Wednesday, November 30, 2016
What makes Ove so mean?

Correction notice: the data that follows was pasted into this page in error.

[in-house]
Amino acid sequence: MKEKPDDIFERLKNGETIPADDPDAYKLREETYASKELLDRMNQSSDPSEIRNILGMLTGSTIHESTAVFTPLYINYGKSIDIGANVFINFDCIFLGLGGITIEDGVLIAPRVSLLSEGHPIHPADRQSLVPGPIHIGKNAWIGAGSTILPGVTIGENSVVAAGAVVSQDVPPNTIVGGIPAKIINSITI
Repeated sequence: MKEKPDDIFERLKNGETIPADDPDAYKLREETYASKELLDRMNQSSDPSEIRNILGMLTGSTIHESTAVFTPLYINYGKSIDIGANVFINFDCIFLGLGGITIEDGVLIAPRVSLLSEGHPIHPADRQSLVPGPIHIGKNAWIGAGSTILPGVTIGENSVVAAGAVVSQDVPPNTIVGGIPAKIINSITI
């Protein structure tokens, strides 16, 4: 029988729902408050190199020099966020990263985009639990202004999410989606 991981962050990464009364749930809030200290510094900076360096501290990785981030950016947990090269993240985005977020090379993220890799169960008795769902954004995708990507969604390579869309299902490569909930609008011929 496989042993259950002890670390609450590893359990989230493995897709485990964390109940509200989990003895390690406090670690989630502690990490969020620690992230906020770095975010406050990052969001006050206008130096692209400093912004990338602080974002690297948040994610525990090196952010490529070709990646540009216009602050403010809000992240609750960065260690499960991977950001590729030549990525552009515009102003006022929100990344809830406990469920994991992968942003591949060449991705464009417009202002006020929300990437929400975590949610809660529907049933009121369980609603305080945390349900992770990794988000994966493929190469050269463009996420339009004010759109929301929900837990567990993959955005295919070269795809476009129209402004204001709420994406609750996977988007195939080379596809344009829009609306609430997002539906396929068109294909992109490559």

I'm not expecting deep and complex character development in A Man Called Ove, no more than I expect character development in all but a very few films - and this novel is close to a screenplay in ova (ha) - but it's not exactly an action story, either - the title alone tells you it's a study in character. Part of understanding a literary character is getting a sense of where they came from, what forces built their personality, the back story, in other words, and Backman gives us in summary form Ove's back story: difficult childhood in some regards, mother died when he was quite young and father died when he was 16, leading Ove to abandon school - though he like and was good at math - and take a lifetime job as a railroad mechanic, a job at which he performed very well (as did his father before him) until he was made redundant, as the English say, just before the outset of this novel. What we see about his father was that he was an honorable, honest, hard-working man and a devoted dad; Ove inherited some of that - he was clearly a great worker and lived by his father's code of honor - we don't rat on people, and we don't fight. So I wonder what makes the adult Ove such a crank? He seems, from his childhood, as if he'd become a respected and well-liked retiree, but no - he fights with everyone, holds all kids of garden-variety prejudices and biases, is blunt in his expression of same, and comes very close to hanging himself in his apartment until interrupted - comic relief! - by some neighbors at the door. So there's a disconnect - how did he go from point a to point b, what happened that made him such a grouch and misanthrope? We do know that he deeply loved his recently deceased wife, thought she was too good for him - she must have tempered some of his eccentricities. But it's the eccentricities that make this novel; to the extent that it has a narrative shape at all, it will clearly be about his building relationships with the neighbors whom he holds in contempt, which is to say all of them. I don't know why they put up w/ him, honestly; maybe that's a Swedish thing (or a movie thing), but I think most Americans would ignore him at best and at worst be afraid of him, his temper and distemper.